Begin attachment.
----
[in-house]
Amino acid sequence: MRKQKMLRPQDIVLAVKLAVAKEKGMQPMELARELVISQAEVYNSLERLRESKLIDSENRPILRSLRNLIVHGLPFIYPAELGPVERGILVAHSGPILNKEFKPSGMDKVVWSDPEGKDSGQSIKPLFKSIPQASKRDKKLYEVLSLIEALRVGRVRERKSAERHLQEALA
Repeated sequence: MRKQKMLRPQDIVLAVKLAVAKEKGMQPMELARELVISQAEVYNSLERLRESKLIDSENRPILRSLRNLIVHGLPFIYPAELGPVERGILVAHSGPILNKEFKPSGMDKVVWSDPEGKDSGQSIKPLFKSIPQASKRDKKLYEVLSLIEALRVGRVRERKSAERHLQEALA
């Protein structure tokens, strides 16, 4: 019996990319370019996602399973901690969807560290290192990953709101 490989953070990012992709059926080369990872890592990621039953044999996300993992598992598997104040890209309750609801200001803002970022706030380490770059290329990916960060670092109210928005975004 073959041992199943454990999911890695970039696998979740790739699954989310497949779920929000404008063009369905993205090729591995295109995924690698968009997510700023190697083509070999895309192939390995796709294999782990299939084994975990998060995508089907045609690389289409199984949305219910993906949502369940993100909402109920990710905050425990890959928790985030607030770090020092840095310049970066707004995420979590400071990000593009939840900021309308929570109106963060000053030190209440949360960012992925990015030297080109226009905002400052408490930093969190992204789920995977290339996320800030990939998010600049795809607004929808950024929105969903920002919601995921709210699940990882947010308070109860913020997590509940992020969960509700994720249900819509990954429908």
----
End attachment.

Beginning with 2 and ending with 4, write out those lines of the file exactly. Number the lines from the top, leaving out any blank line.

Amino acid sequence: MRKQKMLRPQDIVLAVKLAVAKEKGMQPMELARELVISQAEVYNSLERLRESKLIDSENRPILRSLRNLIVHGLPFIYPAELGPVERGILVAHSGPILNKEFKPSGMDKVVWSDPEGKDSGQSIKPLFKSIPQASKRDKKLYEVLSLIEALRVGRVRERKSAERHLQEALA
Repeated sequence: MRKQKMLRPQDIVLAVKLAVAKEKGMQPMELARELVISQAEVYNSLERLRESKLIDSENRPILRSLRNLIVHGLPFIYPAELGPVERGILVAHSGPILNKEFKPSGMDKVVWSDPEGKDSGQSIKPLFKSIPQASKRDKKLYEVLSLIEALRVGRVRERKSAERHLQEALA
């Protein structure tokens, strides 16, 4: 019996990319370019996602399973901690969807560290290192990953709101 490989953070990012992709059926080369990872890592990621039953044999996300993992598992598997104040890209309750609801200001803002970022706030380490770059290329990916960060670092109210928005975004 073959041992199943454990999911890695970039696998979740790739699954989310497949779920929000404008063009369905993205090729591995295109995924690698968009997510700023190697083509070999895309192939390995796709294999782990299939084994975990998060995508089907045609690389289409199984949305219910993906949502369940993100909402109920990710905050425990890959928790985030607030770090020092840095310049970066707004995420979590400071990000593009939840900021309308929570109106963060000053030190209440949360960012992925990015030297080109226009905002400052408490930093969190992204789920995977290339996320800030990939998010600049795809607004929808950024929105969903920002919601995921709210699940990882947010308070109860913020997590509940992020969960509700994720249900819509990954429908």